Episode 186

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Every agency has a culture. The question is – is it intentional? And when I say culture, I’m not talking the beer thirty or holiday party aspects of culture. I’m really focusing in on the shared beliefs and agreed upon “rules” of engagement in terms of how we work together, deliver for the client and push towards our goals.

In too many agencies, this is not as intentional as it needs to be. The agency’s vision, mission, and values may exist somewhere, in a file folder, or at best in an employee manual, and then agency owners check off the box, hoping that their team picks up on it. It’s culture by default, not by design.

I’ve become increasingly convinced that culture isn’t just a nice idea. It’s not simply a day out serving the community or a potluck lunch held the first Tuesday of every month. Those things can be good and a part of the culture but the concept goes much deeper than that and it has implications for the bottom line.

In this episode, I talk with Tristan White, who early on in his business realized that intention and methodology were necessary to build a strong and healthy work culture. He soon realized that culture isn’t a distraction. It isn’t peripheral to business. Culture is everything.

Tristan White is the CEO of a company called The Physio Co. in Australia. Its core purpose is to increase the physical wellness and activity levels of seniors to keep them healthier, happier, and more mobile.

In the process of building The Physio Co., Tristan did a lot of learning and a lot of experimenting with respect to culture and its influence on company performance. He ended up writing a book called Culture is Everything. Inside that book, Tristan lays out a system for building a foundational culture inside your organization. We explore that system and dig into why culture is so critical to running a long-term successful business.


What You Will Learn in this Episode:

  • Why it’s never too late to grow and foster a healthy work culture
  • How to live the corporate values you espouse
  • A methodology by which to operate from your core values
  • Why culture can equal cash
  • How to design a culture that withstands challenging times
  • How to develop a culture of substance
  • Why a healthy work culture must go beyond a day of service and Taco Tuesdays
  • How to bake things like empathetic connection into your culture
  • How to interview for alignment with your culture
  • Where to start in shaping or reshaping your agency’s vision and values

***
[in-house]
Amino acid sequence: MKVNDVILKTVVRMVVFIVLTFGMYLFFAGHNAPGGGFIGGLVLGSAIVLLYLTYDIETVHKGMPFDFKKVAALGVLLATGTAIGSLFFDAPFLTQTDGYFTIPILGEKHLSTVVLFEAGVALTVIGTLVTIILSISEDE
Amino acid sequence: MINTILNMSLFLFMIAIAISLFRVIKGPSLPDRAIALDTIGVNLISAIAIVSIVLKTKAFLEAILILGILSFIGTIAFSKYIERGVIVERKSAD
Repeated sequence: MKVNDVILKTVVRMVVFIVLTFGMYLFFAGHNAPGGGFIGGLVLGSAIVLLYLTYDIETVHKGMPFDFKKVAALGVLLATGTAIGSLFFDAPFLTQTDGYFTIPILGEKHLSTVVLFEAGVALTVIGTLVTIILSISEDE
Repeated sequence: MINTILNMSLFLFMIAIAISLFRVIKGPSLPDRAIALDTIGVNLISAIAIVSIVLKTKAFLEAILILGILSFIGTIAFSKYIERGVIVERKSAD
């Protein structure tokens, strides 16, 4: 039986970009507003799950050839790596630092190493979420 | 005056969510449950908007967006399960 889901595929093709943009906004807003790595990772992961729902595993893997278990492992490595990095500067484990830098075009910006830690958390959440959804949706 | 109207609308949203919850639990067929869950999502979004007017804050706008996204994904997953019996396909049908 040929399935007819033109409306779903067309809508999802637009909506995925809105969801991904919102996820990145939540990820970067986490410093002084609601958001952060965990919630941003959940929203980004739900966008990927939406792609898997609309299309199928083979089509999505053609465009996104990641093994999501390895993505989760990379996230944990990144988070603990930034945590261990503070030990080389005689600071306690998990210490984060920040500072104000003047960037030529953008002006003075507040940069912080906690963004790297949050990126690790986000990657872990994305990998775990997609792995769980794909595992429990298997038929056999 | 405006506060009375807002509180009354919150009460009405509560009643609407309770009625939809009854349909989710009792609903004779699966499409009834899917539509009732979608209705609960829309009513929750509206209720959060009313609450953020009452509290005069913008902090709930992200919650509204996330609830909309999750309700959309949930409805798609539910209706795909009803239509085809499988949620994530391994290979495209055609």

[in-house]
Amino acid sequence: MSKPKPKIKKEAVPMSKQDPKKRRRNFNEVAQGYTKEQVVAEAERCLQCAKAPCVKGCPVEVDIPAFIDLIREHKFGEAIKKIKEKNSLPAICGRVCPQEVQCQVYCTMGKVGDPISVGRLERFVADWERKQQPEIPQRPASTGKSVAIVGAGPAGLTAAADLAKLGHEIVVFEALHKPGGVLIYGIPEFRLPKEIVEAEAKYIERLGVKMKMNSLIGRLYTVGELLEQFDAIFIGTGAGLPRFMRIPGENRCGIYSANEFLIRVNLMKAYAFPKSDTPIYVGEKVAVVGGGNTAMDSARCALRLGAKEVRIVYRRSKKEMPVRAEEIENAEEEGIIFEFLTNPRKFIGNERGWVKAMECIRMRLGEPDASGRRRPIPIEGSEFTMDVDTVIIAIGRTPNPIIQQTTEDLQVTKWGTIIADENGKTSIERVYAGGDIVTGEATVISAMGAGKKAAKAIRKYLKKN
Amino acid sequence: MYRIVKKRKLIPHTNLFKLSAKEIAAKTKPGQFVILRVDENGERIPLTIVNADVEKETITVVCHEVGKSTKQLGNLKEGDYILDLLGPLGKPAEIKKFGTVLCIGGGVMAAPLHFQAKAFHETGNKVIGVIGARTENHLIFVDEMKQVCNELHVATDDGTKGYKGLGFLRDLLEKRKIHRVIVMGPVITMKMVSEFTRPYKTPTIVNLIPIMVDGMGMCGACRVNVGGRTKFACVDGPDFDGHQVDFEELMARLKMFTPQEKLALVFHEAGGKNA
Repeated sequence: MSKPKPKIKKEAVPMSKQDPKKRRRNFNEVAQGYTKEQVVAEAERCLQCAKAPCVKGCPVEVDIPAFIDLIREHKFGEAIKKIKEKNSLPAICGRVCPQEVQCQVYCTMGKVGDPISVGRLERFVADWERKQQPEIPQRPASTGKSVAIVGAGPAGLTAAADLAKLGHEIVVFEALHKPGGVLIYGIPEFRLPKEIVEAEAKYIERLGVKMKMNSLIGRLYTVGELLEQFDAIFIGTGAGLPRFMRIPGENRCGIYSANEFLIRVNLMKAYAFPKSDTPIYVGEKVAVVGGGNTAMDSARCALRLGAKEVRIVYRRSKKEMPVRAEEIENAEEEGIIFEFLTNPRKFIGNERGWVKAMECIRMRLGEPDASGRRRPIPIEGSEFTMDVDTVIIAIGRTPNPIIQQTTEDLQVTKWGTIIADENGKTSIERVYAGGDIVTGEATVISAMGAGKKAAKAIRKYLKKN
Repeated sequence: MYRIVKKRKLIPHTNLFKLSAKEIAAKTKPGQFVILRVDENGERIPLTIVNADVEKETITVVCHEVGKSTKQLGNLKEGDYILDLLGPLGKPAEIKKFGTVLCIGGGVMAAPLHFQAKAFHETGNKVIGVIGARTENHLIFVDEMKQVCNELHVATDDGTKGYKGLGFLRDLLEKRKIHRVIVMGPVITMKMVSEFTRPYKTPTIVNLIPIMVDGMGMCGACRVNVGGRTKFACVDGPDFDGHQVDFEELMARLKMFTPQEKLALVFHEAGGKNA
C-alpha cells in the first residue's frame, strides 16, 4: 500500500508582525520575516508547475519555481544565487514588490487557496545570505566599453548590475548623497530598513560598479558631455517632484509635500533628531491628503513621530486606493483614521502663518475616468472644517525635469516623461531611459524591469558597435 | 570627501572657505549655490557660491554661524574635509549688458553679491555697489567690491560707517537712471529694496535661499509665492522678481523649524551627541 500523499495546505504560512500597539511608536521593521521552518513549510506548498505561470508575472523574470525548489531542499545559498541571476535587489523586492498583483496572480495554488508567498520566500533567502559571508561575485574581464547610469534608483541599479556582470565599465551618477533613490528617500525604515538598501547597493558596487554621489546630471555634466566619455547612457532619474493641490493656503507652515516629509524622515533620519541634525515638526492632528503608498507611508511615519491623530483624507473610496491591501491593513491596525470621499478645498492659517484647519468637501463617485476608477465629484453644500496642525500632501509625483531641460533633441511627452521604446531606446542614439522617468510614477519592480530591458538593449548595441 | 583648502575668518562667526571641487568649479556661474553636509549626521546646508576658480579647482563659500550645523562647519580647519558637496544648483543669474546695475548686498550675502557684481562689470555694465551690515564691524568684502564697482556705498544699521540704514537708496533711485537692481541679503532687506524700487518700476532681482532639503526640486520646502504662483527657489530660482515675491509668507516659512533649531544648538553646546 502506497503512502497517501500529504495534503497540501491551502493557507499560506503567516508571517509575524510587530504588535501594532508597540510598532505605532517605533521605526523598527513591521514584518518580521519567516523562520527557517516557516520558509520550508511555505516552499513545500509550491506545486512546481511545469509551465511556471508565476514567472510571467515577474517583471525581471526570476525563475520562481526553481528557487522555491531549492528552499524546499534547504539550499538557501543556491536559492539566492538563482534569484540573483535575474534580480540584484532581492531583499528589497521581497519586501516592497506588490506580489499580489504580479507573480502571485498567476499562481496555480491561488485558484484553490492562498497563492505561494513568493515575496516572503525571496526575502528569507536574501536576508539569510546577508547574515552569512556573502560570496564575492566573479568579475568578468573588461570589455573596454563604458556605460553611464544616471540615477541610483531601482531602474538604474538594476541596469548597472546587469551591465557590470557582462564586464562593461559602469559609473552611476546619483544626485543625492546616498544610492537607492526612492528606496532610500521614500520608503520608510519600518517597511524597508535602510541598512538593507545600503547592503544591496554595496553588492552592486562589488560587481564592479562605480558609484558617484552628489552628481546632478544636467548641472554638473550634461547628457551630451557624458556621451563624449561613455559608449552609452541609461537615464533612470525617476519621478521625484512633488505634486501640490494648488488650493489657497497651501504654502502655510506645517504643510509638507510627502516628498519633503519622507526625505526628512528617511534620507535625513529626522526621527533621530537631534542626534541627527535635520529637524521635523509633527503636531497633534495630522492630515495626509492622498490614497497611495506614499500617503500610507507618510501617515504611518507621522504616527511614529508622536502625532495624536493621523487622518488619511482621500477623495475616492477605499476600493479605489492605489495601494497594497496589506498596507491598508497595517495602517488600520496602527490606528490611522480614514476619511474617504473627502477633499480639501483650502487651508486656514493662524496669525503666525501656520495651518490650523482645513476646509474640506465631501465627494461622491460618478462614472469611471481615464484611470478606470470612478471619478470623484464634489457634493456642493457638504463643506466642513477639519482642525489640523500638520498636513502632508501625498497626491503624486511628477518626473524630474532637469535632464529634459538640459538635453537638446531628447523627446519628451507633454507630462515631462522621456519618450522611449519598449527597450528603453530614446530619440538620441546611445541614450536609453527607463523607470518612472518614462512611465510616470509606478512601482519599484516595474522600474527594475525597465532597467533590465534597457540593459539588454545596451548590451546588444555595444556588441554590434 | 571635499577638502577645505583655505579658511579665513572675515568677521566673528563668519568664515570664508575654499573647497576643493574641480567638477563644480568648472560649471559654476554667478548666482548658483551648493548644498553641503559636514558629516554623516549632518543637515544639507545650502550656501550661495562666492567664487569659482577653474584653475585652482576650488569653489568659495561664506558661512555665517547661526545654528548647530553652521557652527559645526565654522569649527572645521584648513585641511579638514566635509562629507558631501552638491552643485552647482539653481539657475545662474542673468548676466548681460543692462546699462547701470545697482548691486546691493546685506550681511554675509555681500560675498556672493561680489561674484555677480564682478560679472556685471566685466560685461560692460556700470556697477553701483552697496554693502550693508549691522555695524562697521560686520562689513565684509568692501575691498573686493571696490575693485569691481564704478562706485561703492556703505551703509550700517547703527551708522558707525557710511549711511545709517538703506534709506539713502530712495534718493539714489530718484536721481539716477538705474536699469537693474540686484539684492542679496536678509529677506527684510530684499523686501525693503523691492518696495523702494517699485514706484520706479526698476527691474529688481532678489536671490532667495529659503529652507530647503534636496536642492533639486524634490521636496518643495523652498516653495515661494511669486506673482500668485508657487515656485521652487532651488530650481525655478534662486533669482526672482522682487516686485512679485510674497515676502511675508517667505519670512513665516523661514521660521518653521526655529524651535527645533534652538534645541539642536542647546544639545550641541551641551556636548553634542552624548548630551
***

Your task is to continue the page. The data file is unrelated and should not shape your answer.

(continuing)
The Golden Nuggets:

“Brand and culture are two sides to the same coin. We can define it as a company and brand is how it is lived and seen externally, and culture is how it is lived and experienced by the team internally.” – @tristanjwhite Share on X “The foundations of culture are about connection. They're about communication and discovering the goal and documenting the future. When challenges come along, you are able to face them and grow in spite of them.” – @tristanjwhite Share on X “Culture that gets you through the tough times is where you build really strong relationships.” – @tristanjwhite Share on X “It is never too late to establish a culture by design rather than by default.” – @tristanjwhite Share on X

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Ways to Contact Tristan White:

Speaker 1:

It doesn’t matter what kind of agency you run, traditional, digital, media buying, web dev, PR, whatever your focus, you still need to run a profitable business, that’s why Agency Management Institute started to Build a Better Agency podcast a few years ago. We help agencies just like yours, grow and scale your business, attract and retain the best talent, make more money and keep more of what you make. Bringing his 25-plus years of experience as both an agency owner and agency consultant, please welcome your host, Drew McLellan.

Drew McLellan:

Hey, everybody. Drew McLellan here from Agency Management Institute. Welcome to another episode of Build a Better Agency. If this is your first episode ever, you’ve picked a great one. This topic that I think is going to resonate with many of you today, and if you are a longtime listener, this is a topic we haven’t spent a ton of time on in the past, so I think it was well past due for us to chat about. So the topic of today’s podcast, and I’ll tell you a little bit about our guest in a minute, the topic of our podcast is around culture and how a culture and a foundation of a good strong culture actually helps an agency scale, grow, and helps the agency owner get out of the day-to-day work, and focus on the work that is uniquely theirs.